Inside: Pincer Grasp Activities are vitally important to the growth and development of children. These fine motor skills help children use a pencil correctly, tie their shoes, or buttoning their shirt, and are essential skills for brain development.
Pincer grasp activities are a fun way to practice preschoolers' fine motor skills. It helps them to learn how to hold objects like pencils when they're ready to start writing. But they're also SO MUCH MORE. Fine motor skills are essential for children.
Activities that require pincer grasp are designed for toddlers and preschoolers, but can start as early as 9 months old.
We are going to talk about what the pincer grasp is, how you can help your child develop theirs, and fun activities you can try today!
Let's get started.
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What is Pincer Grasp?
The pincer grasp is the development of coordination to hold something between the thumb and pointer finger, and is an important fine motor milestone in babies.
Normally, it develops between nine and twelve months, and continue to develop over their toddler and preschool years. This fine motor milestone is essential because it makes way for bigger skills like holding a pencil to write, picking up small items, and typing or clicking a mouse.
You can read more about the development of pincer grasp in babies here, but we are going to talk about toddlers and preschoolers.
Why is the Pincer Grasp Important for Preschoolers?
It's not just picking things up and putting them down, these small muscles are important for skills they'll learn later in life.
In their every day life, this fine motor skill is important for doing things like puzzles, putting food in their mouth, and pinching their mommy.
This is considered the first major fine motor skill for children, and it's truly the building block they need to work on.
Hands-On Activities to Promote Pincer Grasp
Although children are able to start using their pincer grasp starting as young as 9 months, it's still important to practice those skills during toddlerhood, preschool, and beyond.
Most activities with small objects will help their fine motor skills, and work on their pincer grasp muscles.
Here are a few of our favorite activities:
My best tip is to keep it simple and use objects you have around the house, and use it in ways that aren't super special or require a lot of prep.
I love using food to help build this muscle in babies, but as they get older they usually require more prep.
The great thing about fine motor skills is kids LOVE doing them. If you get out an activity and they don't love it, it's might be too difficult. Find a way to make it easier so they won't get frustrated, or help them through that frustration and succeed.
PIN for later:
How Do You Teach Pincer Grasp?
This is one of those skills that is so engrained in our every day lives it won't take much to teach them. But also, it's a skill you're going to work on with them for years to come.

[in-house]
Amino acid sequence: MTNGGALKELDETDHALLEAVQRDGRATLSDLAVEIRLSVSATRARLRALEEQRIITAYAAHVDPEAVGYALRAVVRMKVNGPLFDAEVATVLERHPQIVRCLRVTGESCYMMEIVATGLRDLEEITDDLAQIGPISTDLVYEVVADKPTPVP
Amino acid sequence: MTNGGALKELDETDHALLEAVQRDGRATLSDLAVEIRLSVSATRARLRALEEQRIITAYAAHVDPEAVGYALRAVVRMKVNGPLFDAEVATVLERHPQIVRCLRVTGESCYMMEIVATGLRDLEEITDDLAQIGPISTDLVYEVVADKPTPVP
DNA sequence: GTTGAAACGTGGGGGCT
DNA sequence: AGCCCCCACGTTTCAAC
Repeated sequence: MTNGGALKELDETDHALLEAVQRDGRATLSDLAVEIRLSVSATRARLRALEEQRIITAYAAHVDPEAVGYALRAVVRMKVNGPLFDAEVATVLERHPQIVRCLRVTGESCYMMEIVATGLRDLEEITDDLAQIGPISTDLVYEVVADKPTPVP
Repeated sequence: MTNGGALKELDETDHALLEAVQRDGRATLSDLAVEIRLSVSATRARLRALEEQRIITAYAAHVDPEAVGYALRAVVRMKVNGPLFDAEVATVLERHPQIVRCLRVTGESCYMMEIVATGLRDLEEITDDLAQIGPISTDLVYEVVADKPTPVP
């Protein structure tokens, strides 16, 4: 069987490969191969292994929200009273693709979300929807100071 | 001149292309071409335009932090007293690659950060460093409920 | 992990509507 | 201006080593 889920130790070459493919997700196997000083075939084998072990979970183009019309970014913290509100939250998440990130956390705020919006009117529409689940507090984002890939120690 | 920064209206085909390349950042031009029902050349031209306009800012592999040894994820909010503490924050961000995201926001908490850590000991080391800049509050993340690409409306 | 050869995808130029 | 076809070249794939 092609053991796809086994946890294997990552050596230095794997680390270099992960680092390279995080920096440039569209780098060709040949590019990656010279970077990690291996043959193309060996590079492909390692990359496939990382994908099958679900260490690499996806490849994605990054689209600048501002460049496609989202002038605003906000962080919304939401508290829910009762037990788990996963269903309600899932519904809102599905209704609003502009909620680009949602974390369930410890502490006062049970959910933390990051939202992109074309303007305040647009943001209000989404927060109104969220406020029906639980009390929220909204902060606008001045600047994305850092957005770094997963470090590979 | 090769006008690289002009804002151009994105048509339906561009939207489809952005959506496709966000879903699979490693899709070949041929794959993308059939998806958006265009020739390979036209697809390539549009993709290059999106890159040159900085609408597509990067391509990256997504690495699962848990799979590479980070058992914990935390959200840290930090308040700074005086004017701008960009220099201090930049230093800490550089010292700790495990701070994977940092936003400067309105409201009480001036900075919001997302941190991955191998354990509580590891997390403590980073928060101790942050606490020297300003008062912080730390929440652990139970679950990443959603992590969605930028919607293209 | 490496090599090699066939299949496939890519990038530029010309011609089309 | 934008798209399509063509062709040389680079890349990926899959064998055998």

One thing I always remember with the pincer grasp is to focus on the fingers.
You want them to build up the muscles of their index finger and thumb. I think about that all the time when I am focusing on fine motor skills.
With babies you don't need to focus as much on this, but with toddlers and preschoolers it's a little more important to focus not just on using their two fingers, but using them precisely.
Lacing cards are a great way to work on those muscles, check out some of my lacing cards here:
Enjoying this post? You might also love The Benefits of Lacing Cards for Preschoolers
These are a great practice tool for fine motor skills!
Fine Motor Skills Activities for Toddlers
Toddlers are the perfect age for practicing fine motor and pincer grasp activities. One of my favorite ways to encourage their learning with play doh. Squishing it with your fingers is a great way to work on your hand muscles, and they LOVE creating with it. It's a no brainer!
Here is my gingerbread play dough recipe. It's perfect for pincer grip practice. Pinching play dough is a great fine motor skill activity.
Another activity toddlers love is playing with pasta. I have a post about dying noodles if you'd like to add these to a sensory bin for children to play with.
Try pulling pipe cleaners through a colander. My kids use big wooden beads too, to make it fun and beautiful. It's almost like a work of art when they're done playing with them.
Fine Motor Skills Activities for Preschoolers
Toddlers and preschoolers are pretty similar in what they enjoy, so feel free to grab some tips from the toddler section above, but here are more activities:
Cook those noodles! It gives a different texture to play with, and makes kids have to use a little more dexterity to get the noodles where they want them to go.
My preschoolers really got into puzzles around age 4, this is a great tool for working on their little hand muscles.
Cootie catchers, chatterboxes, or as I called them in elementary school, fortune tellers, are another great way to work on multiple skills at once.
There are a million useful ways your preschooler can use water to work on their fine motor skills.
Spray bottles can be used to spray plants, clean windows, or spray food coloring and water onto snow or a canvas. Water guns are a silly and fun way to work on hand muscles, and of course bath toys.
Turkey basters help children work on their hands too! One of our favorite ways to use a turkey baster is using one to blow a cotton ball across the table. We race!
Start a collection of craft activities that require using bottles to squeeze―glue, glitter glue, puffy paint, fabric paint. Most of these are available, inexpensively, at dollar stores so you can go crazy and let them experiment with lots of different bottles to squeeze.
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